By Beth Klongpayabal

Last Updated: May 21, 2024

These parents contribute 2X more to their adult children monthly than their own retirement accounts.

Our third annual review of parental patronage reveals that the trend of parents financially supporting their grown children may be here to stay. Many are still spending heavily on their kids, even at the risk of straining themselves financially as they approach retirement or live on fixed incomes.

Here are a few other standout findings from our latest study of 1,000 parents of adult children:

  • 47% of parents with grown children provide them with some form of financial support (not including adult children with disabilities). This is a similar rate to last year’s report.
  • On average, parents providing financial support give $1,384 to their children monthly. That’s more than twice what the average working parent in our study contributed to their own retirement savings monthly ($609 on average).
  • 61% of adult children living with their parents don’t contribute to any household expenses, including rent.
  • 46% of parents who financially support adult children give them money for vacations and discretionary spending, and 18% help their adult kids pay off credit cards.
  • 58% of parents agree they have sacrificed their own financial security for the sake of their adult children. Last year, only 37% of parents said the same.
  • Though most parents attach some strings to the help they give their adult kids, 29% of parents do so without any conditions.

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How many parents are still shelling out for grown-up kids?

This year, 47 percent of parents provided financial support to at least one adult child. Of the children who live with their parents, 61 percent don’t even chip in for household expenses or rent.

Many parents continue to financially support their adult children in 2024

*Not including those with disabilities

Despite a general improvement in the economy in recent months, the practice of parents financially supporting their adult children has not decreased since our previous study. This may indicate that the economic recovery, evidenced by high employment, falling inflation, and economic growth, hasn’t reached young Americans unwilling or unable to wean themselves off their parents’ help.

The most common generation of young adults to receive parental help was Generation Z (ages 18-27), the youngest adult generation. The median age for adult children receiving financial help was twenty-two. Among parents surveyed, the median age by which they thought kids should be fully financially independent was age 25. Despite that opinion, many are still supporting children well over this age. Of parents providing support, 21 percent were helping Millennial (age 28-43) or Generation X (age 44-59) kids.

Leaving the nest versus growing the nest egg

Excluding children with disabilities, parents who helped their kids financially provided them with monthly aid of $1,384, on average. Parents generally contributed more significant sums to their Gen Z kids than millennials or Gen Xers, since that younger generation is more likely to be in university or at an earlier stage in their careers.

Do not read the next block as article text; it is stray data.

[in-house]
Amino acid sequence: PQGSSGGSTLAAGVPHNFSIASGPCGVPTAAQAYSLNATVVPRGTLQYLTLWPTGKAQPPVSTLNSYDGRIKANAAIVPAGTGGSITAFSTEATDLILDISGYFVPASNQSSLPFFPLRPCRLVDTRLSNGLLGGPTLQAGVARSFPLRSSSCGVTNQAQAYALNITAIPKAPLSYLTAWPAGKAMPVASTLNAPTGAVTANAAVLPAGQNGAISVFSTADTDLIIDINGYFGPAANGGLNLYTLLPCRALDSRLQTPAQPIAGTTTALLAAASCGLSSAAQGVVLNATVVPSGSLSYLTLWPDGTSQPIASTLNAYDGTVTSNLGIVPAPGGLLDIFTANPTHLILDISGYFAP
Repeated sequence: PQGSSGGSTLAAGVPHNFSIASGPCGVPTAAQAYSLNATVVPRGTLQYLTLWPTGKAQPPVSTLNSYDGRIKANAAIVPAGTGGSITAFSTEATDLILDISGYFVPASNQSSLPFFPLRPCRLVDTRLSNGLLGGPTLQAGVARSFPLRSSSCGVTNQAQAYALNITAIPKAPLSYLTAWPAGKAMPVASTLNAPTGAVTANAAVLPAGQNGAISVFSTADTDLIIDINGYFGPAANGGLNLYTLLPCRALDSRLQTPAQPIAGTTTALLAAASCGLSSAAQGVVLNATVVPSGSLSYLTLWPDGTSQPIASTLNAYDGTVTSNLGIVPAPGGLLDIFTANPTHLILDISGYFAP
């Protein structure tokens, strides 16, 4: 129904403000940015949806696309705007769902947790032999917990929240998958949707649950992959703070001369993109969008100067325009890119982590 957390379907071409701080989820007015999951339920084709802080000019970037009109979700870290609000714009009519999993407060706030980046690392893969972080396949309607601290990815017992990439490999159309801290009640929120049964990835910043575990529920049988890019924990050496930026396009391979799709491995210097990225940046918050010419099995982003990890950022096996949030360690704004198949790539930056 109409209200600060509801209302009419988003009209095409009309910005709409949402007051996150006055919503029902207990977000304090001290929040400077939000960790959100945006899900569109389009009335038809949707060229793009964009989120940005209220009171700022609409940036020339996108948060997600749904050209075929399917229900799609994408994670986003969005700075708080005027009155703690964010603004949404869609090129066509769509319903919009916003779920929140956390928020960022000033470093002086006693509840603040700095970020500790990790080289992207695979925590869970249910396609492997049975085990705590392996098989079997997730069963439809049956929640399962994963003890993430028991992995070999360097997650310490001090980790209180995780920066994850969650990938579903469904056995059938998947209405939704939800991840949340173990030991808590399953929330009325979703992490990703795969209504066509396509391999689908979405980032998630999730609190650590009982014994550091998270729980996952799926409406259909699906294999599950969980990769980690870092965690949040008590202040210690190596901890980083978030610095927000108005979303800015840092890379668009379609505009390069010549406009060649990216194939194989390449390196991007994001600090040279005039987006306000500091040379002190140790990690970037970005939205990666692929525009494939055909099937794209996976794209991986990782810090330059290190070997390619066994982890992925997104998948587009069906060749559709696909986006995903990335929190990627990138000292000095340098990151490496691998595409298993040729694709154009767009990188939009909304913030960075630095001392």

Age of adult children* receiving support Average monthly contribution among parents who give financial support
Generation Zers (18-27) $1,515
Millennials (28-43) $907
Generation Xers (44-59) $960
All 18+ $1,384

*Not including those with disabilities

$1,384 per month, or nearly $17,000 per year, is no small sum. This is money that parents could be spending on their own expenses, vacations, and contributing to retirement. In fact, it appears that helping their kids is visibly harming their retirement savings. Non-retired parents still in the workforce contributed even more to their adult children, at an average of $1,476 monthly.

Working parents contribute more to support children than to retirement account

Monthly retirement contributions for non-retired parents supporting adult children is $609 on average, less than half of what they spend on helping their adult kids. Considering that sobering figure, it’s no surprise that parents who support their adult kids are more stressed about retirement.

How stressed do you feel about retirement

What exactly are parents paying for?

So how exactly are parents financially supporting their grown children? Each situation is unique, but the most common costs that parents cover include groceries, rent, and cell phones. Parents helping their Gen Z adult kids tended to pay three of their bills each month, while Millennial children received one fully paid bill, courtesy of Mom or Dad.

Category Parents supporting adult Gen Z kids Parents supporting Millennial kids All parents supporting adult kids Average monthly support provided
Groceries or food 81% 65% 77% $175
Cell phone 70% 42% 64% $60
Rent or mortgage 60% 53% 58% $713
Health insurance or healthcare 67% 19% 56% $151
Tuition or other school expenses 56% 25% 49% $636
Leisure/vacations 53% 25% 46% $168
Discretionary spending 48% 37% 46% $108
Car 48% 27% 43% $199
Student loans 26% 19% 24% $327
Credit cards 19% 14% 18% $201
Investments 13% 10% 12% $605

Note: Excludes parents supporting disabled adult children

Since Gen Zers are younger, they tended to get more help cross a wider range of expenses, such as with tuition or other school-related costs. Another major generational difference is related to healthcare. Of those whose parents help them, two-thirds of Gen Z adults get help with health insurance or other costs, compared to just 20 percent of Millennials. This is likely due to many young adults being allowed to stay on their parents’ health insurance policies until age 26.

Parents were also helping their grown-up kids with various non-essential expenses, such as leisure activities, vacations, and even discretionary spending. Nearly a quarter of all parents who provide monetary support to their adult children helped out with student loan payments, and 18 percent helped pay down credit cards.